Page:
Mexico: Compare, compete, cooperate: Mexican States to improve commercial regulations

Author: Asia-Pacific Economic Cooperation and International Finance Corportation
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Over the past three years, the experience in Mexico has demonstrated the impact of the Doing Business in Mexico 2009 report (available in Spanish only) on state and municipal policy reforms. Along with Doing Business in Mexico 2007 and Doing Business in Mexico 2006, these reports help hold state governments accountable for what they do (or neglect to do) when it comes to policies facilitating business and wealth creation. Due to the importance and popularity these reports has gained in Mexico, policymakers’ incentives are now more aligned towards designing an environment conducive to business development. If states improve regulations from one benchmark to another, these report capture them and constituents, the private sector, and potential investors will be aware of progress over time.

Main Findings

  • Illustrates the business registration reforms in Guanajuato, Aguascalientes, Morelos, Nuevo León and Puebla, as well as how the benchmarking fostered property registration innovation in Aguascalientes.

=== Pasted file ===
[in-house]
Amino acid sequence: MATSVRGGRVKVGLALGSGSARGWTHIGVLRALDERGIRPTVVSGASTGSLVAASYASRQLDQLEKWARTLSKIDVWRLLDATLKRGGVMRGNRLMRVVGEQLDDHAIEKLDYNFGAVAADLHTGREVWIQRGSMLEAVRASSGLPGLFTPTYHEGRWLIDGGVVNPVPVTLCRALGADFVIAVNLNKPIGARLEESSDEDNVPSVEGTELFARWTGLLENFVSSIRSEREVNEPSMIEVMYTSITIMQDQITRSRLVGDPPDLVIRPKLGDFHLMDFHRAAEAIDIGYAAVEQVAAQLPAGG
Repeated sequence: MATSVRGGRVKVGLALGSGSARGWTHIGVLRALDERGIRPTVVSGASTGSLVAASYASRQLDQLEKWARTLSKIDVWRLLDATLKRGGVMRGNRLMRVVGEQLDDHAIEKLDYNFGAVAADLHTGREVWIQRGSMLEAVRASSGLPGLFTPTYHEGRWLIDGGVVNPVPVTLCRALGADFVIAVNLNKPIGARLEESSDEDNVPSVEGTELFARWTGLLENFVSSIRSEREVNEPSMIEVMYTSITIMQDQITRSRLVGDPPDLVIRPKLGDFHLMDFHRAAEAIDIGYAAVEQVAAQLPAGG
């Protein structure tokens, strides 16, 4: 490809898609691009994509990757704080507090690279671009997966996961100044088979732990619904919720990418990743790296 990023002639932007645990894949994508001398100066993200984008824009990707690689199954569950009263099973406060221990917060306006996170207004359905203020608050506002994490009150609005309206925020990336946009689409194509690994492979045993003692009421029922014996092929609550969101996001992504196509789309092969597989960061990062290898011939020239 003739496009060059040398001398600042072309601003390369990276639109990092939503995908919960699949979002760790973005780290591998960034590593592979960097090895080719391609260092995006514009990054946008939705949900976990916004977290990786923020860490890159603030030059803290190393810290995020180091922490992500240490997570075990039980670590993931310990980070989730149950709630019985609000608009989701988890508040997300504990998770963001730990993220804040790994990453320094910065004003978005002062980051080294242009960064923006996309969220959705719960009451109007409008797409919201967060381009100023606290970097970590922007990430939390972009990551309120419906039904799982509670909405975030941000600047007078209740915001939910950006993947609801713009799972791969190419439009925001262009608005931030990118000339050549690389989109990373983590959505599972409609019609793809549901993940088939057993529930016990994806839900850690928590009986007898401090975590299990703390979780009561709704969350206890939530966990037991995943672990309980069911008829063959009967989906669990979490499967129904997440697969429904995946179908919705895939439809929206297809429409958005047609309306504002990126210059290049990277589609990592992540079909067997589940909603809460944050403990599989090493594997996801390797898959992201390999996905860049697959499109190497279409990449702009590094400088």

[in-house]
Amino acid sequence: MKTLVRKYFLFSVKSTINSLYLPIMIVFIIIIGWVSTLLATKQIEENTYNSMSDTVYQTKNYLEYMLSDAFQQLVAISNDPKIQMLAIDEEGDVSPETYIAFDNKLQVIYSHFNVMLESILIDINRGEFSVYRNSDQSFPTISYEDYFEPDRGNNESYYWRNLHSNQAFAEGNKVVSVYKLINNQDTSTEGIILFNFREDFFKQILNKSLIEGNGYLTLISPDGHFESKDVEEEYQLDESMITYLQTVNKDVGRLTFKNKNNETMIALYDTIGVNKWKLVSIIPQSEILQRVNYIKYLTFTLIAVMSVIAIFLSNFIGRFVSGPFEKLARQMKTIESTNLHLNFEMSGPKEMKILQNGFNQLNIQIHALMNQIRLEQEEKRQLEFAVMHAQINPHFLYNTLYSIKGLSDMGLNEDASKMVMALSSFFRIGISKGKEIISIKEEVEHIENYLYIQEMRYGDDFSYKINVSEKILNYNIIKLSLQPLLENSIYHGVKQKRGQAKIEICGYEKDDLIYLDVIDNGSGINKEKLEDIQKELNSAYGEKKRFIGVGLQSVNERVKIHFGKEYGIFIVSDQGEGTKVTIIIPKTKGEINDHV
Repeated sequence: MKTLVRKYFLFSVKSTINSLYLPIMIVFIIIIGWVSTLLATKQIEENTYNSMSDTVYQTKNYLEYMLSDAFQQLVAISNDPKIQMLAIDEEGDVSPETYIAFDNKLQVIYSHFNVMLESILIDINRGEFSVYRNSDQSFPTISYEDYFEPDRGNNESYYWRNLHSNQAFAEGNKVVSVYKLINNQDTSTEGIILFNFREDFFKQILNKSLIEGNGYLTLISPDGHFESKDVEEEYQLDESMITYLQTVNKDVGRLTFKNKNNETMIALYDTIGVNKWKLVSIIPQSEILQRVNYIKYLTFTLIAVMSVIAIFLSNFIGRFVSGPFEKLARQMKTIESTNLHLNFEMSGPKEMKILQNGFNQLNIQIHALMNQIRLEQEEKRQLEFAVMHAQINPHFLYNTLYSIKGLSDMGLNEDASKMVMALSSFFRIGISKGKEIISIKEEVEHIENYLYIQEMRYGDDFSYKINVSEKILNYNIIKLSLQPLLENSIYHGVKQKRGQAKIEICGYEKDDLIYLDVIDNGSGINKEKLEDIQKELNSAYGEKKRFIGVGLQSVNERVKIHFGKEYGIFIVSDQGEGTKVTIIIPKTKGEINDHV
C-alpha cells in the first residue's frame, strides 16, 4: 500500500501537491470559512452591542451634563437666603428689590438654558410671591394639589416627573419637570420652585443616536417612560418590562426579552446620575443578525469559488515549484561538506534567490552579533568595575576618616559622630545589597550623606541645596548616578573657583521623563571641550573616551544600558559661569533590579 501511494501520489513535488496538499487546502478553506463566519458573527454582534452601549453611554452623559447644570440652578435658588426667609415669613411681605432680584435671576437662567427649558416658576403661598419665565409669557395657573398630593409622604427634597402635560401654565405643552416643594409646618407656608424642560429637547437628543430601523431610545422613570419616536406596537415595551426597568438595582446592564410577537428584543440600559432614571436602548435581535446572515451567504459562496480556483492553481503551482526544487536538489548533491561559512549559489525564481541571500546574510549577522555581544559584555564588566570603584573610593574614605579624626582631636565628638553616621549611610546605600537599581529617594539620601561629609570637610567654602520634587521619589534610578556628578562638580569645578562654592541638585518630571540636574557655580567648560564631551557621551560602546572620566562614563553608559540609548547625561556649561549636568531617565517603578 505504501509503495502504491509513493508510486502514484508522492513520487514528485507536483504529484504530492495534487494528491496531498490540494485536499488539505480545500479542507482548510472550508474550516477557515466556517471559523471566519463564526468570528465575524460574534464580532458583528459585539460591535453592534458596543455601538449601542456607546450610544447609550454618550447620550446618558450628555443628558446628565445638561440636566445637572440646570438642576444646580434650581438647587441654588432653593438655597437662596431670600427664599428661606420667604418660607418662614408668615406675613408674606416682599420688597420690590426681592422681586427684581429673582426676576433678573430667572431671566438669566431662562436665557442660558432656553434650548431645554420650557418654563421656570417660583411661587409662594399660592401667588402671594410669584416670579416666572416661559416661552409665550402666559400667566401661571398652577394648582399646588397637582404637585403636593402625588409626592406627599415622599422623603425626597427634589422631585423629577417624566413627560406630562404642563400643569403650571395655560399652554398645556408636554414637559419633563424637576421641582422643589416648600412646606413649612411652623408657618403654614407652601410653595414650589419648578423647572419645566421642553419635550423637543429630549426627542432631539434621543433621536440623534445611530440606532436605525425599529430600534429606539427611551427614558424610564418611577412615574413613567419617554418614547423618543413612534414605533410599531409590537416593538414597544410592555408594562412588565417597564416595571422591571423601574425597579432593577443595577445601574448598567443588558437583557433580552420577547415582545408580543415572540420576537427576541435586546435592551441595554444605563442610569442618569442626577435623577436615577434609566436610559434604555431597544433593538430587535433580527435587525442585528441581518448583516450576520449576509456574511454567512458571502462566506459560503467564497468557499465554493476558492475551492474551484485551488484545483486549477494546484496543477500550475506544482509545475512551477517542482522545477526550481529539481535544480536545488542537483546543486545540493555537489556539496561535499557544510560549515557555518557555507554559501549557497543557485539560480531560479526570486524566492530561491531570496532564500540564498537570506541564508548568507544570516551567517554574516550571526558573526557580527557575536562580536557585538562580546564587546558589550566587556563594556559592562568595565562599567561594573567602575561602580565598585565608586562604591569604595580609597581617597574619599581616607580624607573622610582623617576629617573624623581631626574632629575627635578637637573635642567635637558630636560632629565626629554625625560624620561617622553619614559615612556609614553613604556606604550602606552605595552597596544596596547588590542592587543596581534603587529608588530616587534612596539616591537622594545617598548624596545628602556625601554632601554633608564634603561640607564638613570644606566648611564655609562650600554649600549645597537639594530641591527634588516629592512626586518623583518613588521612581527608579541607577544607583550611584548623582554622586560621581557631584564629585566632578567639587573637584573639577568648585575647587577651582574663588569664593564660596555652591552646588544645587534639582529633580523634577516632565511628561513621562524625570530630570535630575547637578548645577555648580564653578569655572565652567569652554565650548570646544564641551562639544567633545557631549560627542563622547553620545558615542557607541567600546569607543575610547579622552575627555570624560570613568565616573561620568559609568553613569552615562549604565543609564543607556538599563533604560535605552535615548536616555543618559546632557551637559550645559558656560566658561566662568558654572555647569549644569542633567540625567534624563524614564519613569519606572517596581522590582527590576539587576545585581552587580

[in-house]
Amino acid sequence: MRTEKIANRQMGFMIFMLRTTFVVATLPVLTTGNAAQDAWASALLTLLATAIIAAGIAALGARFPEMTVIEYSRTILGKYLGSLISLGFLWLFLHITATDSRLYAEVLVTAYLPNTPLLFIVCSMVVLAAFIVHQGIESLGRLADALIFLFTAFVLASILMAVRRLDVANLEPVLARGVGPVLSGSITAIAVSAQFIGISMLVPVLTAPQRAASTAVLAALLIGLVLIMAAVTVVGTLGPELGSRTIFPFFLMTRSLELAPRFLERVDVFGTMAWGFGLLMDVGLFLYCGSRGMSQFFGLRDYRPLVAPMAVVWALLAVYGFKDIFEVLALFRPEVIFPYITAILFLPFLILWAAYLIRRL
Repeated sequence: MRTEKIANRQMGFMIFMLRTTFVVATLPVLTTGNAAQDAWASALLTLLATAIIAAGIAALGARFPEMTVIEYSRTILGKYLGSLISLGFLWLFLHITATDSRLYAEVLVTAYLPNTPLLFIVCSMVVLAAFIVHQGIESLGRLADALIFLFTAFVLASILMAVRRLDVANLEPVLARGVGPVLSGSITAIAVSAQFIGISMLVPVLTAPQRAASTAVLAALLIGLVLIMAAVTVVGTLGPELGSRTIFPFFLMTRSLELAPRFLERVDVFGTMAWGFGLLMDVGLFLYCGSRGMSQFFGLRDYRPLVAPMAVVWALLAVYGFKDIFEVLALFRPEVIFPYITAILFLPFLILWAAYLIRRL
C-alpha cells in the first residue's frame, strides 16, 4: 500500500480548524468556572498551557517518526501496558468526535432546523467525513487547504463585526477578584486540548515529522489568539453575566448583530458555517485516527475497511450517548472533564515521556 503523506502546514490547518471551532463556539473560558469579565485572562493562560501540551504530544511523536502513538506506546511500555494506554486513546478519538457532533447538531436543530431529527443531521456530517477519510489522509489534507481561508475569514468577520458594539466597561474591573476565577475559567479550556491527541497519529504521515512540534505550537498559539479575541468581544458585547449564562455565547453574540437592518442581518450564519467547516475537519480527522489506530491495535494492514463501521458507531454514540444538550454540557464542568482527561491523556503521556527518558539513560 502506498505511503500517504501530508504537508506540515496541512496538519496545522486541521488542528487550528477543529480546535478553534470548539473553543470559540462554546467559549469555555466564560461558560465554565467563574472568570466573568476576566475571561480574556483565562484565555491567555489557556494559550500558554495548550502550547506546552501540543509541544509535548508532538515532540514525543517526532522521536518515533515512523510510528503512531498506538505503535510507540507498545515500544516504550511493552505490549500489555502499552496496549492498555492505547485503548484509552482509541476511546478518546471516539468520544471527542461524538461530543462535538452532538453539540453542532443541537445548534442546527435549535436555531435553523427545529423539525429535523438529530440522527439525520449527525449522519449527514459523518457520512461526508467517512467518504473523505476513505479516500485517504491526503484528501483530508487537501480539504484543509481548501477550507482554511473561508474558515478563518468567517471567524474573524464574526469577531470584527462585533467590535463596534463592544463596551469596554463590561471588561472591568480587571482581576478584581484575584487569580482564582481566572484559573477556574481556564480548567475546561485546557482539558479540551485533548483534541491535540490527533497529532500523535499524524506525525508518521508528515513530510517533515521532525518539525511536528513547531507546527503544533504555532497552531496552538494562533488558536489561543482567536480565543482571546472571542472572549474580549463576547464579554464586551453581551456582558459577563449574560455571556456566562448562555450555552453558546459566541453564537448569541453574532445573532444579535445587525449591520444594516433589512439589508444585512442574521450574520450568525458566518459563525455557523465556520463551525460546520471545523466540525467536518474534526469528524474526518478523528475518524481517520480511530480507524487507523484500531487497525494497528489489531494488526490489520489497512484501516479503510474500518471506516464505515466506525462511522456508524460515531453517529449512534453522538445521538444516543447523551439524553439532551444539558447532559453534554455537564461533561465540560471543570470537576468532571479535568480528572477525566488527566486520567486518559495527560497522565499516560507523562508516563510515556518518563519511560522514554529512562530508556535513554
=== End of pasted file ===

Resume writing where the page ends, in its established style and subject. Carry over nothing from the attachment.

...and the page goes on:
• Shows how the indicators affected the interaction between various government agencies and federal and local government by describing the emergence of inter-agency coordination in Puebla and cooperation between the state’s executive branch, legislators and technical agencies in Guanajuato.
  • Describes how reforms were leveraged thanks to peer to peer learning and knowledge sharing at the bi-annual regulatory conferences organized by the Federal Regulatory Improvement Commission or through site visits to states with good practices.
  • Relates how benchmarks shaped the dialogue with the private sector, as private-public partnerships in Guanajuato and Querétaro worked towards finding alternative solutions to improve the state’s business regulations.